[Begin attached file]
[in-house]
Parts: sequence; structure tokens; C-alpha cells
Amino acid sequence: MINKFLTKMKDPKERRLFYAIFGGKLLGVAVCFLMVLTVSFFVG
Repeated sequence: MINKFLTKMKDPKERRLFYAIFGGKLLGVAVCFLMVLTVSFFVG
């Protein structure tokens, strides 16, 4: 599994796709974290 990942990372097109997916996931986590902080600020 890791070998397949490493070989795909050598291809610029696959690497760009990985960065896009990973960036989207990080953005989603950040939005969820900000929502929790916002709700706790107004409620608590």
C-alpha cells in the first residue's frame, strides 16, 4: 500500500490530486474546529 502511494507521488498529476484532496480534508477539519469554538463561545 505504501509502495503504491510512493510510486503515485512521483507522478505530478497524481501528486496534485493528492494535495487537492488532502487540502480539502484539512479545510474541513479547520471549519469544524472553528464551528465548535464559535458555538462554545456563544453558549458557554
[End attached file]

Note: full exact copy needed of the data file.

[in-house]
Parts: sequence; structure tokens; C-alpha cells
Amino acid sequence: MINKFLTKMKDPKERRLFYAIFGGKLLGVAVCFLMVLTVSFFVG
Repeated sequence: MINKFLTKMKDPKERRLFYAIFGGKLLGVAVCFLMVLTVSFFVG
């Protein structure tokens, strides 16, 4: 599994796709974290 990942990372097109997916996931986590902080600020 890791070998397949490493070989795909050598291809610029696959690497760009990985960065896009990973960036989207990080953005989603950040939005969820900000929502929790916002709700706790107004409620608590």
C-alpha cells in the first residue's frame, strides 16, 4: 500500500490530486474546529 502511494507521488498529476484532496480534508477539519469554538463561545 505504501509502495503504491510512493510510486503515485512521483507522478505530478497524481501528486496534485493528492494535495487537492488532502487540502480539502484539512479545510474541513479547520471549519469544524472553528464551528465548535464559535458555538462554545456563544453558549458557554